Over time, most boaters learn the tricks of getting on and off a boat or dock, in and out of a dinghy. Most often it’s by trial and error with willing helpers offering a helping hand.
When stepping up from the cockpit of a small boat to a floating dock or up from a dock to a cruiser, people are quick to grab your hand, thinking this is the right thing to do. In many cases, there isn’t enough grip and the hands slide apart as we have all seen on TV and in movies, resulting in a fall with serious consequences.
Holding hands is like giving your fellow boater the “slip” or a “golden hand shake”.
There is one simple tip that Scouter Cliff taught me many decades ago when I was a Boy Scout, that I’d like to share to help boaters avoid “the slip”.
To ensure you have a good grip when offering your hand, hold “wrist to wrist”. This grip is one of greater strength with little chance of losing your grip. Holding “hand to hand” is like grabbing the bottom end of a funnel; whereas, “wrist to wrist” is like gripping a big rope with a large knot below your hand. Also, this rope grabs you back with the same advantage.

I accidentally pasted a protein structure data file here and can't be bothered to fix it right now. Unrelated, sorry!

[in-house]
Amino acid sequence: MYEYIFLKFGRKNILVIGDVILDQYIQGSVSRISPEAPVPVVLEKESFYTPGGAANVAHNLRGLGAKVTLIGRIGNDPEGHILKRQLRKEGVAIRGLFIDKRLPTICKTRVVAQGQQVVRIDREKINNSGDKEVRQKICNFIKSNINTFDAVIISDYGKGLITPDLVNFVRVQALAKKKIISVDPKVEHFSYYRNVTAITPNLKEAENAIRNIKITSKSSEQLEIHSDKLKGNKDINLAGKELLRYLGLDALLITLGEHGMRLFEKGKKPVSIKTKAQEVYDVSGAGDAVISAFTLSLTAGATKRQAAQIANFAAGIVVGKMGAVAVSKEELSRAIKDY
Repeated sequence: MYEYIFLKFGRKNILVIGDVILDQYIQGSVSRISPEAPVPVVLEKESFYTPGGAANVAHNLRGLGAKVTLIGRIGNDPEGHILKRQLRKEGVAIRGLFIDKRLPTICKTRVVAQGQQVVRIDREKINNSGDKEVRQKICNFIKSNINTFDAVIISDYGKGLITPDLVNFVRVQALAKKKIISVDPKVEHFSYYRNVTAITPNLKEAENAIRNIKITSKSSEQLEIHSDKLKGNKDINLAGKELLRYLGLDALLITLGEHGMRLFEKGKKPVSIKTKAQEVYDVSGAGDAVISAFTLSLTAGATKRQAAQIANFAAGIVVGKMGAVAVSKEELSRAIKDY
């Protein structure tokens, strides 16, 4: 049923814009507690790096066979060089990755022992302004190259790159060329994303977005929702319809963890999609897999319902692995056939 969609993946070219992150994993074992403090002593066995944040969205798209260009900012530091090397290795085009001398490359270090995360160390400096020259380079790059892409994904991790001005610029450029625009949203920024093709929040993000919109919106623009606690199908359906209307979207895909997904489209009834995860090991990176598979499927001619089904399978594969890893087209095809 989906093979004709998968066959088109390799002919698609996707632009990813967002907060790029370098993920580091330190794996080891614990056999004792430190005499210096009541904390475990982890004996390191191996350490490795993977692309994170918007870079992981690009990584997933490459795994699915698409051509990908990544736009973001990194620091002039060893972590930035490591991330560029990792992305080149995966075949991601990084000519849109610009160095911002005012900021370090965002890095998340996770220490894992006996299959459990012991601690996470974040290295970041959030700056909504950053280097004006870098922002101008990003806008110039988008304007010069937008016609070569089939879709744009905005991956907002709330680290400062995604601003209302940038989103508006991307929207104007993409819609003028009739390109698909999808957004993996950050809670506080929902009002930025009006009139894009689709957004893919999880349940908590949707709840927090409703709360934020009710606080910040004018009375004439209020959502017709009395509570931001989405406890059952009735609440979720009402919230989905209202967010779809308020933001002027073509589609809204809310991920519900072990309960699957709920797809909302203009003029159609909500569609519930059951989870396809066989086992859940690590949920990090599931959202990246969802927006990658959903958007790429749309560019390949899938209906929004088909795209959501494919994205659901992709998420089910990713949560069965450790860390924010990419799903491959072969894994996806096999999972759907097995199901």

A handshake says Hello
A wrist-to-wrist grip offers help.
So, when pulling someone from the water, from a dinghy, onto a platform or up onto a dock, don’t offer a “hello” handshake, offer a “wrist-to-wrist” helpful grip.
Take time to talk to your family and friends about this simple “wrist to wrist” hold. It could prevent some nasty falls and injuries.
Give them the “grip”, not the “slip”.
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